New work reveals the likely original locations of Saturn and Jupiter. These findings refine our understanding of the forces that determined our Solar System's unusual architecture, including the ejection of an additional planet between Saturn and Uranus, ensuring that only small, rocky planets, like Earth, formed inward of Jupiter.

  • The mountains of Pluto are snowcapped, but not...
    on October 13, 2020 at 5:43 pm

    In 2015, the New Horizons space probe discovered spectacular snowcapped mountains on Pluto, which are strikingly similar to mountains on Earth. Such a landscape had never before been observed elsewhere in the Solar System. Scientists determined that the methane snow could only appear at the peaks of Pluto's mountains high enough to reach this enriched zone that the air contains enough methane for it to condense.

  • Evidence supports 'hot start' scenario and early...
    on June 22, 2020 at 5:29 pm

    A new study suggests that Pluto and other large Kuiper belt objects started out with liquid oceans which have been slowly freezing over time.


Phys.org - latest science and technology news stories Phys.org internet news portal provides the latest news on science including: Physics, Nanotechnology, Life Sciences, Space Science, Earth Science, Environment, Health and Medicine.

  • The orbital flatness of planetary systems
    on October 18, 2021 at 12:03 pm

    The planets of the solar system all orbit the Sun more-or-less in a plane. Compared to the Earth's orbit, which defines the plane at zero degrees, the orbit with the largest angle is Mercury's whose inclination is 7 degrees (the angle of the orbit of the dwarf planet Pluto is 17. 2 degrees). The orbital characteristics of planets evolve as the protoplanetary disk of gas and dust dissipates, and as the young planets themselves migrate in the disk in response to their mutual gravitational […]

  • The biggest comet ever seen will get as close as...
    on October 15, 2021 at 2:30 pm

    A mega-comet—potentially the largest ever discovered—is heading from the Oort Cloud towards our direction. Estimated to be 100–200 kilometers across, the unusual celestial wanderer will make its closest approach to the Sun in 2031. However, the closest it will come to Earth is to the orbit of Saturn.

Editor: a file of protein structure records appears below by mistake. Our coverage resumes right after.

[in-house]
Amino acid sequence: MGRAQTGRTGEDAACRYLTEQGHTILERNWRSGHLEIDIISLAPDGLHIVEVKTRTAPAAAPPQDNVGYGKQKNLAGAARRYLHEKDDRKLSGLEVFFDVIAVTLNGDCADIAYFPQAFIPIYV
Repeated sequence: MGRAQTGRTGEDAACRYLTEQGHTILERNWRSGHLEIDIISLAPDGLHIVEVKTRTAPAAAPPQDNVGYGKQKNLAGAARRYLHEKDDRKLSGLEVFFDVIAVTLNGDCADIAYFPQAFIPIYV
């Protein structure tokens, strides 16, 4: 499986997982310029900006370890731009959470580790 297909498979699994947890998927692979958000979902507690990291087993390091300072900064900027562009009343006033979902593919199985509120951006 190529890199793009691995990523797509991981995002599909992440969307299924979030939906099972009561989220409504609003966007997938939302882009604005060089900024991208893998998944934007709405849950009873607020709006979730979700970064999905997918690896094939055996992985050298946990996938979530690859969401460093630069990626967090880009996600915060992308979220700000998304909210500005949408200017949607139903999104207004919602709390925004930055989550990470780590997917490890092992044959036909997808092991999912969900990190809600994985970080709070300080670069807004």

• NASA's Lucy mission: A journey to the young solar...
    on October 7, 2021 at 11:26 am

    NASA's Lucy spacecraft will launch in October 2021 on a 12-year journey to Jupiter's Trojan asteroids. The Lucy mission will include three Earth gravity assists and visits to eight asteroids.

  • Scientists confirm decrease in Pluto's...
    on October 4, 2021 at 3:07 pm

    When Pluto passed in front of a star on the night of August 15, 2018, a Southwest Research Institute-led team of astronomers had deployed telescopes at numerous sites in the U.S. and Mexico to observe Pluto's atmosphere as it was briefly backlit by the well-placed star. Scientists used this occultation event to measure the overall abundance of Pluto's tenuous atmosphere and found compelling evidence that it is beginning to disappear, refreezing back onto its surface as it moves farther away […]

  • Using dunes to interpret wind on Mars
    on September 30, 2021 at 9:17 pm

    Dunes develop when wind-blown sand organizes into patterns, most often in deserts and arid or semi-arid parts of the world. Every continent on Earth has dune fields, but dunes and dune-like sand patterns are also found across the solar system: On Mars, Venus, Titan, Comet 67P, and Pluto. On Earth, weather stations measure the wind speed and direction, allowing us to predict and understand airflow in the atmosphere.


Pluto New Horizons News and images from the Pluto New Horizons team

  • The PI’s Perspective: On Final Approach to...
    by Bill Keeter on December 20, 2018 at 12:13 pm

    The New Horizons spacecraft is healthy and on final approach to explore Ultima Thule in the Kuiper Belt. On New Year’s Eve and New Year’s Day, New Horizons will swoop three times closer to “Ultima” than we flew past Pluto! On Saturday, Dec. 15, the New Horizons hazard watch team concluded its work, having found …